These leaders of the Revolution ‘ebbed and flowed’ throughout this period, with each having their time in the spotlight of history. The fate of each of each of these are listed behind the date of their death in the listing above, with only Mirabeau and Brissot dying of natural causes. A majority of them met their fate with the ‘Widow Maker’, Madame Guillotine! Most of these men were members of the ‘Jacobin Club’ where the ‘real’ debates occurred before being taken to the Convention for action; Mirabeau did not associate with any club while others were members of the ‘Cordelier Club’. The ‘Jacobin Club’ was actually made up of two other groups, the ‘Girondist Club’ and the ‘Montagnards’ as well as an uncommitted mass called the ‘Plain’. The support of the latter group was necessary to obtain passage of any legislation in the Convention. We will deal with the details of the various assemblies that were formed and superseded as the Revolution continued to evolve. The participants listed above were involved in many of those assemblies. ◊

So, let’s take a closer look at the men (and women) that carried the French Revolution forward. By necessity, these profiles are summaries. ◊

Just who were these principal participants in the French Revolution?

The leaders during the transition from Absolute Monarchy:

Mirabeau (Writer, Orator and Statesman)… Mirabeau sought to instill a Constitutional Monarchy, patterned after the one in the United Kingdom, in France. He was much more moderate than the other men covered here, but was known for his broad historical knowledge, philosophical insights, and his eloquence in speech. He was committed to the notion that: “government exists to allow the population to pursue its daily work in peace, and, to do that, the government must be strong. The government must conform to the wishes of a majority of the people.” He was against a civil war that would come if more radical ideas were to prevail. He was, above all, a statesman and wanted to see a new government, but one that was more congruent with the ideas of Montesquieu than of Rousseau. He died of pericarditis in 1791. ◊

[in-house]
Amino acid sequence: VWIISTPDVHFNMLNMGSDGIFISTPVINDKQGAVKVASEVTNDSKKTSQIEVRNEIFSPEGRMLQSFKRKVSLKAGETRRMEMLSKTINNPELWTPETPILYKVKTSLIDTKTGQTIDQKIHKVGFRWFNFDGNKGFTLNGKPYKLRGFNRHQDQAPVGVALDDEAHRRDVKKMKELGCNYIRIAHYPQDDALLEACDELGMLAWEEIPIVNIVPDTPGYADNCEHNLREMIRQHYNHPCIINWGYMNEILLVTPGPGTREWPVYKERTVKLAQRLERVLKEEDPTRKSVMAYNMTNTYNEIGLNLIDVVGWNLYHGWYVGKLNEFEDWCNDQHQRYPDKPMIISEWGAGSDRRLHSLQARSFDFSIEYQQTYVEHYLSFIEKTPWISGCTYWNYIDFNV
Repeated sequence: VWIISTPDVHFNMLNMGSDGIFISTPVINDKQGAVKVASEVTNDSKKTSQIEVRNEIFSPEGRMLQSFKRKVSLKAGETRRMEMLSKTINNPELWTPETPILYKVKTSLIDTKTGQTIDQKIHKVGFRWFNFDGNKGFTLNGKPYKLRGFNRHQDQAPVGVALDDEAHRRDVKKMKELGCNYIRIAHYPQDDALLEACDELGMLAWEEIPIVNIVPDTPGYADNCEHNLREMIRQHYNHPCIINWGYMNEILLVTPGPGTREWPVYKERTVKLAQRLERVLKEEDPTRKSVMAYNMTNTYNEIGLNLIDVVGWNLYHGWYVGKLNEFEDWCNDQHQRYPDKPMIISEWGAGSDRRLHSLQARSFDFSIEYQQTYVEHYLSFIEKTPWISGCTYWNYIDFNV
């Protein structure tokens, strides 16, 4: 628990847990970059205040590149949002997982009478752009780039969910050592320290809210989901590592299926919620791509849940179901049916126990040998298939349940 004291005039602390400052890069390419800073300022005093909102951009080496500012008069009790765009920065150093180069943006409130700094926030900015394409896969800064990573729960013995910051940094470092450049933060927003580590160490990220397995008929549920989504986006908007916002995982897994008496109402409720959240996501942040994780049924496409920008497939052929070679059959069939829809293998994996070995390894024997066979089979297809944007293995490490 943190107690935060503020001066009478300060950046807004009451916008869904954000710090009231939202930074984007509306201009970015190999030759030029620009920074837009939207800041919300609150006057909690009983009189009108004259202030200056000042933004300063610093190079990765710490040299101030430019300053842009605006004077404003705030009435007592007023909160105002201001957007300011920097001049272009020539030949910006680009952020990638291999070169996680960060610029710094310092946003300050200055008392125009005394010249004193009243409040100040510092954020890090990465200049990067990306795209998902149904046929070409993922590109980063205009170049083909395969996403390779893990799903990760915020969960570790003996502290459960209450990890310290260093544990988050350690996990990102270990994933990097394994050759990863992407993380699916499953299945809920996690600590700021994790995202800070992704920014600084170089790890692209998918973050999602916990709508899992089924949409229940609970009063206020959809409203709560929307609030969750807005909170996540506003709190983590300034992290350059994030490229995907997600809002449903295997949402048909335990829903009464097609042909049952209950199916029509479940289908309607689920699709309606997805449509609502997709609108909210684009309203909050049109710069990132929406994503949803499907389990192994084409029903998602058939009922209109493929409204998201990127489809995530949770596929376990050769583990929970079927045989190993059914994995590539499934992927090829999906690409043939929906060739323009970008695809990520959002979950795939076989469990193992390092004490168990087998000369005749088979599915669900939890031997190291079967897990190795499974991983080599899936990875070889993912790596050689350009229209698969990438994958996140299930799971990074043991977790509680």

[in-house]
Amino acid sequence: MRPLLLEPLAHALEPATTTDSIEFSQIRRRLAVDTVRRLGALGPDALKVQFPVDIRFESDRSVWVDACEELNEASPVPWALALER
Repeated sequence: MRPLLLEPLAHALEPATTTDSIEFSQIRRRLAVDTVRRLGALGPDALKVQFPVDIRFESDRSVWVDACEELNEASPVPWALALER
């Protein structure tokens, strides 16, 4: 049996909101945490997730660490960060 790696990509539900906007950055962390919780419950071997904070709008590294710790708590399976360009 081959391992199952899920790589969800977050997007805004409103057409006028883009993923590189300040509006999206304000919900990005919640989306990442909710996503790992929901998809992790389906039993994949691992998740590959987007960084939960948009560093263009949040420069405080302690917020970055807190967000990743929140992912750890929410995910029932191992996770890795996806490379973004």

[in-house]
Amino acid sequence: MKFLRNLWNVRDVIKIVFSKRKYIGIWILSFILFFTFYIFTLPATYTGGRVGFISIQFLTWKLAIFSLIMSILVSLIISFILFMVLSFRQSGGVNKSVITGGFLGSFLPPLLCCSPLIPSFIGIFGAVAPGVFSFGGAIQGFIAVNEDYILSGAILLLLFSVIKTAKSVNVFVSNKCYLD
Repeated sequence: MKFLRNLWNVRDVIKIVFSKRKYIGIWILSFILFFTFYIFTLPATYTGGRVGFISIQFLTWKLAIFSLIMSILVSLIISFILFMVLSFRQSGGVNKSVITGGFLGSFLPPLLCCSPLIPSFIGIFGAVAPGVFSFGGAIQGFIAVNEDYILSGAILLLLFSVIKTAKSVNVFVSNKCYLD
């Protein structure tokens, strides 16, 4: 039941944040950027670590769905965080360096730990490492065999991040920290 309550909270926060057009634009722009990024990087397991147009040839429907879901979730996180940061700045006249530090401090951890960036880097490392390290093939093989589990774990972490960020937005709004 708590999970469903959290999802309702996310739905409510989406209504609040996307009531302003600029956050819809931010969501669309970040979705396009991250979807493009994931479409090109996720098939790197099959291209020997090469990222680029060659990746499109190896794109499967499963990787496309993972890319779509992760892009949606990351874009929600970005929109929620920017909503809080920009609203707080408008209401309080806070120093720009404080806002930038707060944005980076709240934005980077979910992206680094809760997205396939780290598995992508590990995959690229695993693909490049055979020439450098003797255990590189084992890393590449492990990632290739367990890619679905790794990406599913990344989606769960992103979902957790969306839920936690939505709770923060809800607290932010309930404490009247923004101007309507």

This completes the first part of this coverage of the major participants in the French Revolution. Join us over the next several days for the remaining parts. ◊

Next Time: Part 2 of 3 will be available tomorrow. Join us then… ◊